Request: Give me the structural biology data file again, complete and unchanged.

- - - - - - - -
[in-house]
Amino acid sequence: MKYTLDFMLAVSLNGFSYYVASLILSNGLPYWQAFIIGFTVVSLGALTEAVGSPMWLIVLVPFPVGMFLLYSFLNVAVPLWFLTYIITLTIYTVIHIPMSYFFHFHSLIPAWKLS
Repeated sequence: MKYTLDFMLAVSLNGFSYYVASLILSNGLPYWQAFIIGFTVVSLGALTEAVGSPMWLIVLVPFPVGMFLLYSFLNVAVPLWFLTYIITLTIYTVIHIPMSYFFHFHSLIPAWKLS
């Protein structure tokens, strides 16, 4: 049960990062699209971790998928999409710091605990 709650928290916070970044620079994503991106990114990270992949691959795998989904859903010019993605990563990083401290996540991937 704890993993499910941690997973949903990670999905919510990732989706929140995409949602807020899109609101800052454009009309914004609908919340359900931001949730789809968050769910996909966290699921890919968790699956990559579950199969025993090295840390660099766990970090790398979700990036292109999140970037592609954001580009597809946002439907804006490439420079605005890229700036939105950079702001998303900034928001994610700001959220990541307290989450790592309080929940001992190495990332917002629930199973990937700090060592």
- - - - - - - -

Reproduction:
[in-house]
Amino acid sequence: MKYTLDFMLAVSLNGFSYYVASLILSNGLPYWQAFIIGFTVVSLGALTEAVGSPMWLIVLVPFPVGMFLLYSFLNVAVPLWFLTYIITLTIYTVIHIPMSYFFHFHSLIPAWKLS
Repeated sequence: MKYTLDFMLAVSLNGFSYYVASLILSNGLPYWQAFIIGFTVVSLGALTEAVGSPMWLIVLVPFPVGMFLLYSFLNVAVPLWFLTYIITLTIYTVIHIPMSYFFHFHSLIPAWKLS
């Protein structure tokens, strides 16, 4: 049960990062699209971790998928999409710091605990 709650928290916070970044620079994503991106990114990270992949691959795998989904859903010019993605990563990083401290996540991937 704890993993499910941690997973949903990670999905919510990732989706929140995409949602807020899109609101800052454009009309914004609908919340359900931001949730789809968050769910996909966290699921890919968790699956990559579950199969025993090295840390660099766990970090790398979700990036292109999140970037592609954001580009597809946002439907804006490439420079605005890229700036939105950079702001998303900034928001994610700001959220990541307290989450790592309080929940001992190495990332917002629930199973990937700090060592």